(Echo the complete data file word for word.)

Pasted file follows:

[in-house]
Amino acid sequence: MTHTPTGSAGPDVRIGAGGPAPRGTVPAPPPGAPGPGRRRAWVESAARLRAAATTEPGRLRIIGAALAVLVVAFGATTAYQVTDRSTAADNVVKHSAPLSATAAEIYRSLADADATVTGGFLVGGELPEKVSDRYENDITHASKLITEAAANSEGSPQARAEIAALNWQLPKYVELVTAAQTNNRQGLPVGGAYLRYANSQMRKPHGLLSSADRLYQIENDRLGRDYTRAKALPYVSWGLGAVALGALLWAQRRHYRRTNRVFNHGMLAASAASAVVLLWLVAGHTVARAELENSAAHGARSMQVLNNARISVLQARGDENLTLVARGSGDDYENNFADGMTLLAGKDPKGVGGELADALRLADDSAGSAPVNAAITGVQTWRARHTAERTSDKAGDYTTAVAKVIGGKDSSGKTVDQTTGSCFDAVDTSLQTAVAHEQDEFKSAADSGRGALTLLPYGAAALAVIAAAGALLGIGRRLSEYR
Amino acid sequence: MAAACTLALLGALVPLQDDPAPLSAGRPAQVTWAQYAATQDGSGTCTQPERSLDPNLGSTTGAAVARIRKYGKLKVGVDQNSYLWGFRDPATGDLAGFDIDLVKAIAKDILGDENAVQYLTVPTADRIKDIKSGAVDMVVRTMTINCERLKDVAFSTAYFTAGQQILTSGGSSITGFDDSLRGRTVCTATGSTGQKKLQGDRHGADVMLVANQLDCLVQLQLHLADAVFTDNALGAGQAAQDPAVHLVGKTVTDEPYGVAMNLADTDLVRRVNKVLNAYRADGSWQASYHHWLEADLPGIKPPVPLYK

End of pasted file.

[in-house]
Amino acid sequence: MTHTPTGSAGPDVRIGAGGPAPRGTVPAPPPGAPGPGRRRAWVESAARLRAAATTEPGRLRIIGAALAVLVVAFGATTAYQVTDRSTAADNVVKHSAPLSATAAEIYRSLADADATVTGGFLVGGELPEKVSDRYENDITHASKLITEAAANSEGSPQARAEIAALNWQLPKYVELVTAAQTNNRQGLPVGGAYLRYANSQMRKPHGLLSSADRLYQIENDRLGRDYTRAKALPYVSWGLGAVALGALLWAQRRHYRRTNRVFNHGMLAASAASAVVLLWLVAGHTVARAELENSAAHGARSMQVLNNARISVLQARGDENLTLVARGSGDDYENNFADGMTLLAGKDPKGVGGELADALRLADDSAGSAPVNAAITGVQTWRARHTAERTSDKAGDYTTAVAKVIGGKDSSGKTVDQTTGSCFDAVDTSLQTAVAHEQDEFKSAADSGRGALTLLPYGAAALAVIAAAGALLGIGRRLSEYR
Amino acid sequence: MAAACTLALLGALVPLQDDPAPLSAGRPAQVTWAQYAATQDGSGTCTQPERSLDPNLGSTTGAAVARIRKYGKLKVGVDQNSYLWGFRDPATGDLAGFDIDLVKAIAKDILGDENAVQYLTVPTADRIKDIKSGAVDMVVRTMTINCERLKDVAFSTAYFTAGQQILTSGGSSITGFDDSLRGRTVCTATGSTGQKKLQGDRHGADVMLVANQLDCLVQLQLHLADAVFTDNALGAGQAAQDPAVHLVGKTVTDEPYGVAMNLADTDLVRRVNKVLNAYRADGSWQASYHHWLEADLPGIKPPVPLYK